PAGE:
“Misery,” Blaine and the Warblers | Maybe it’s the blazers and the fact that Blaine gets all the solos, but there’s a certain samey-samey-ness to the Warblers’ songs. Still, I liked the way the boys pounded their fists to the beat, the general energy of the number, and Blaine’s prancing little moves. Jaunty!
Musical grade: B+ Relevance to the plot: B+

“Only Child,” Rachel | How do you grade something that’s supposed to be intentionally awful? You don’t!
Musical grade: N/A Relevance to the plot: B

“Blackbird,” Kurt | Kurt’s tender, restrained vocal is my second-favorite “Blackbird” on Fox this season (right behind Paul McDonald and Kendra Chantelle’s exquisite American Idol duet.)
Musical grade: A- Relevance to the plot: A

“Trouty Mouth,” Santana (featuring Tina) | I probably shouldn’t be so entertained by our (possibly) lesbian cheerleader’s open hostility toward her dim football-star boyfriend, but I chuckled pretty heartily at her ode to Sam’s giant kisser. “Guppy face, trouty mouth/ Is that how people’s lips look/ Where you come from/ In the south.” Nice, loung-y vibe, too!
Musical grade: B- Relevance to the plot: C+ (is dude really gonna put up with that?)

“Big-Ass Heart,” Puck | Brief but cute ode to Lauren’s bodacious inner qualities.
Musical grade: B+ Relevance to the plot: B

“Hell to the No,” Mercedes | How Mr. Schue didn’t think this hot-ass, retro-R&B barn-burner was Regionals material is beyond me. And while I could’ve lived without the diabetes shout-out (sorry, but seriously), I only hold back on the “relevance to the plot” because you can’t tell me the New Directions crew wouldn’t have committed mutiny to get this one on their set list. Can we get this one (and Ms. Amber Riley) on the radio? Hell to the Y to the E to the S.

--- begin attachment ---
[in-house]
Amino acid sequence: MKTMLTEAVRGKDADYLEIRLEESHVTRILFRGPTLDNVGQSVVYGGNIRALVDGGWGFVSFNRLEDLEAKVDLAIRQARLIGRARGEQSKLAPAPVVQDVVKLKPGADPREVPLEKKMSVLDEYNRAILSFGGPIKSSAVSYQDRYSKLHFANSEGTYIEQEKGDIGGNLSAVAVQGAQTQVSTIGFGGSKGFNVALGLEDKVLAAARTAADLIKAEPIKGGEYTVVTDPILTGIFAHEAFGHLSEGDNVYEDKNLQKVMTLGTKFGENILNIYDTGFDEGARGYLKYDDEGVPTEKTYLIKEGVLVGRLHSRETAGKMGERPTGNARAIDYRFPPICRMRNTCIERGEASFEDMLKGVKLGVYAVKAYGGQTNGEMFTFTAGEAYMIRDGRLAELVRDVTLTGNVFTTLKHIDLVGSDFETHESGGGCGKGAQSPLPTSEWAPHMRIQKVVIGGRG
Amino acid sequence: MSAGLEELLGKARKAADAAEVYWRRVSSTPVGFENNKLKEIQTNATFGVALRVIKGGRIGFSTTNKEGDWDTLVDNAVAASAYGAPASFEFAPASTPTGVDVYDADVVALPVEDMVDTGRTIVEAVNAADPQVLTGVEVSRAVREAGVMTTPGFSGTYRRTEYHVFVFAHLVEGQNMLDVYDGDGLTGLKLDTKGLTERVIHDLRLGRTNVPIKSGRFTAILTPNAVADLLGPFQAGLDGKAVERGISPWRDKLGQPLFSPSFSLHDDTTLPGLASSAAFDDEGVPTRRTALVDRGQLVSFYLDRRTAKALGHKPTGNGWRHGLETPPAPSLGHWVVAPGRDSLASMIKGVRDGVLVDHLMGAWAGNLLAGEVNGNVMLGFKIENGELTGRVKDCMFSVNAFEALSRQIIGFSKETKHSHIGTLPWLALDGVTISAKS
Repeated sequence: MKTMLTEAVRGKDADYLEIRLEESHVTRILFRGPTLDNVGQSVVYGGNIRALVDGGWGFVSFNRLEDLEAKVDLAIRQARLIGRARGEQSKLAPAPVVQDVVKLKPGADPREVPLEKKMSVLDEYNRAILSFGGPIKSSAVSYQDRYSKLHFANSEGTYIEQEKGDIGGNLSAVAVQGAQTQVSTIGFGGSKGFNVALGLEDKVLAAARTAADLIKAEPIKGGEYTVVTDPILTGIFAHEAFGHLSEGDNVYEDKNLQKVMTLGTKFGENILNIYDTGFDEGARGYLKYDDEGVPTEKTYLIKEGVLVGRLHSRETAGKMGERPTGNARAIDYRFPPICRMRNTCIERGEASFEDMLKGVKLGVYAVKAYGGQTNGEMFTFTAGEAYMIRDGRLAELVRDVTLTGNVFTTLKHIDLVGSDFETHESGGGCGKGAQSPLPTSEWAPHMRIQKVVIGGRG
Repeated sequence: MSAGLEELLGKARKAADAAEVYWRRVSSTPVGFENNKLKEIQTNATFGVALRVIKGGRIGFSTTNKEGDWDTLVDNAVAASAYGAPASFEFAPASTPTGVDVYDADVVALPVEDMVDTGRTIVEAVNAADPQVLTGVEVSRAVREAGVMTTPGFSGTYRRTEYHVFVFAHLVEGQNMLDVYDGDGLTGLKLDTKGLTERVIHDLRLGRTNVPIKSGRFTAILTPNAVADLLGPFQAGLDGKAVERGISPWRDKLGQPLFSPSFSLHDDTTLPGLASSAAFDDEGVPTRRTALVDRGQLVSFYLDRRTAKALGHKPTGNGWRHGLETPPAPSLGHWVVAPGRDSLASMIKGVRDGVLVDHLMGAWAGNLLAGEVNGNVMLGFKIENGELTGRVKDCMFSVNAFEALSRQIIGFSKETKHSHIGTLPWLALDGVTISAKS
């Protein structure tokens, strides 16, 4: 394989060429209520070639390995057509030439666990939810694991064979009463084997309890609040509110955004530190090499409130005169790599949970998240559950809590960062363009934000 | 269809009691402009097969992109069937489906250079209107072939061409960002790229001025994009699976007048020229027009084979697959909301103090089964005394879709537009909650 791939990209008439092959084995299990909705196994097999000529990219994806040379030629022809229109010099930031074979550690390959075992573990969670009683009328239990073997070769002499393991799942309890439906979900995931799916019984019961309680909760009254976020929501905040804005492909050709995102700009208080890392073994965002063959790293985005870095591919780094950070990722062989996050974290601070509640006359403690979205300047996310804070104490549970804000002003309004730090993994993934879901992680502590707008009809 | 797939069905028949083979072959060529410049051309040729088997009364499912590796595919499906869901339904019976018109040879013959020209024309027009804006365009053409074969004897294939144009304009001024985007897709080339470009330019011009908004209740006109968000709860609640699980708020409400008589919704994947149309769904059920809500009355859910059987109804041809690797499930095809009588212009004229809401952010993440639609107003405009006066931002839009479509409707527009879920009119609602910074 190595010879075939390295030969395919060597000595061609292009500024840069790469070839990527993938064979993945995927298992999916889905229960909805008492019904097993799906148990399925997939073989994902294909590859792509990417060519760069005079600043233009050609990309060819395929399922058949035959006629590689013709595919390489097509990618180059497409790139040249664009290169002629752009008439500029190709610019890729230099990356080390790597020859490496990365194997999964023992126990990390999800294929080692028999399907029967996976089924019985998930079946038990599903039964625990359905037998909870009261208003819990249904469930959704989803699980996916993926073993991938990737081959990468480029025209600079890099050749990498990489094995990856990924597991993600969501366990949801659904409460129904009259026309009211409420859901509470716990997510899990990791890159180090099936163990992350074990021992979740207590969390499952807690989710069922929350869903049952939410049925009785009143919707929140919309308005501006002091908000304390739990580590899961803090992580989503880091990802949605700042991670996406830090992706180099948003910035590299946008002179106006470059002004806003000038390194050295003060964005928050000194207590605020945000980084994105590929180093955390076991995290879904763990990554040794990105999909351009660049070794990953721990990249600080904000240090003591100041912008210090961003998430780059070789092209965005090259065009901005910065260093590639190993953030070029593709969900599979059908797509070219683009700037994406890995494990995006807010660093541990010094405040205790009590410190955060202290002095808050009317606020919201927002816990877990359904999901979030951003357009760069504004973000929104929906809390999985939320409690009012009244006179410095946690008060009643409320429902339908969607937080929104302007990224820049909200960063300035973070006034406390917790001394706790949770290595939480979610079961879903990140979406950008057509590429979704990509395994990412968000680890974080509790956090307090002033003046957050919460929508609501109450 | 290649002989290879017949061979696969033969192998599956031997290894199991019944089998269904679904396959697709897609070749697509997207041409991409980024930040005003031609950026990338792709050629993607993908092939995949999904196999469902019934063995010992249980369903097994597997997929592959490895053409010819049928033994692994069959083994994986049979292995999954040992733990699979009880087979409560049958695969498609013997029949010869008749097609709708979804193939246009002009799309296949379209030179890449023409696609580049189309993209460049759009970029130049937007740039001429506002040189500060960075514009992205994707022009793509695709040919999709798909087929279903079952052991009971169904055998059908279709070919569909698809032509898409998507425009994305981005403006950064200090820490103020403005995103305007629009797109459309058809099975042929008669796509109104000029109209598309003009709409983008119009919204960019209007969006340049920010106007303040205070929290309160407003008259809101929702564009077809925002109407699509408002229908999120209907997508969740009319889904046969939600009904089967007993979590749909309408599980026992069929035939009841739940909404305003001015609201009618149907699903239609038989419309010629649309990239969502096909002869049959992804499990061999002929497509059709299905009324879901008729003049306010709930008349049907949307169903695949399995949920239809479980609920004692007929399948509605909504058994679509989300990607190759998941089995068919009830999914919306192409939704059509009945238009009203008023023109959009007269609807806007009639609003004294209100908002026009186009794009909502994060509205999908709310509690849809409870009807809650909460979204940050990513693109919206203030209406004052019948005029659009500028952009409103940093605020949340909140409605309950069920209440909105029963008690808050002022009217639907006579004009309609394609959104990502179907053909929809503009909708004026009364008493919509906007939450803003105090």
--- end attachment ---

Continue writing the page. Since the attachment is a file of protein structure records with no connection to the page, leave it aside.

Musical grade: A Relevance to the plot: B

“Jesus Is a Friend of Mine,” Aural Intensity | Hardy-har, Sue panders to the conservative judges with religious material and sock-hop choreography. I can’t believe Aural Intensity wasn’t more impressive than this. Am I the only one?
Musical grade: C+ Relevance to the plot: C+

“Candles,” Kurt, Blaine, and the Warblers | Not my favorite song in the world, but I loved that Blaine and Kurt sounded like two individual humans, not a pair of Auto-Tuned automatons. Next time kill the swaybots, though.
Musical grade: B+ Relevance to the plot: B+

“Raise Your Glass,” Blaine and the Warblers | A loyal reading of Pink’s rendition, but the lines of dancing Warblers were awfully fun to watch, and Darren Criss really can sing his ass off.
Musical grade: A- Relevance to the plot: B+

“Get It Right,” Rachel and the New Directions ladies | How many times did the camera circle Rachel during her tour de force ballad? I’m not sure…I got dizzy and lost count. But Rachel’s bittersweet yet hopeful lyrics, and that monster glory note (“someone will see how much I caaaaaaaaaaaare!”), hit all the right buttons for me.
Musical grade: A- Relevance to the plot: A

“Loser Like Me,” Rachel, Finn, and New Directions |
I felt on the inside like Rachel jumping up and down and rousing the crowd during this anthemic track. I worried for a second the kids would kill their Regionals chances by hurling real slushies into the audience, because I’m gullible like that, which is why the splash to the face of glitter made me smile and applaud from my couch. Well-played, Glee. Well-played.
Musical grade: A Relevance to the plot: A

What did you think of “Original Song”? Do you want to see more ditties written just for Glee, or do you think it should be a rare occurrence? How did you feel about the Blane-Kurt smooch? What about the Quinn-Finn-Rachel triangle? And is anyone else finding Sue less amusing than she used to be? Let’s get the tracksuit-wearin’ lady back on track, okay? Sound off below, and for all your latest Glee news, follow @TVLineNews on Twitter!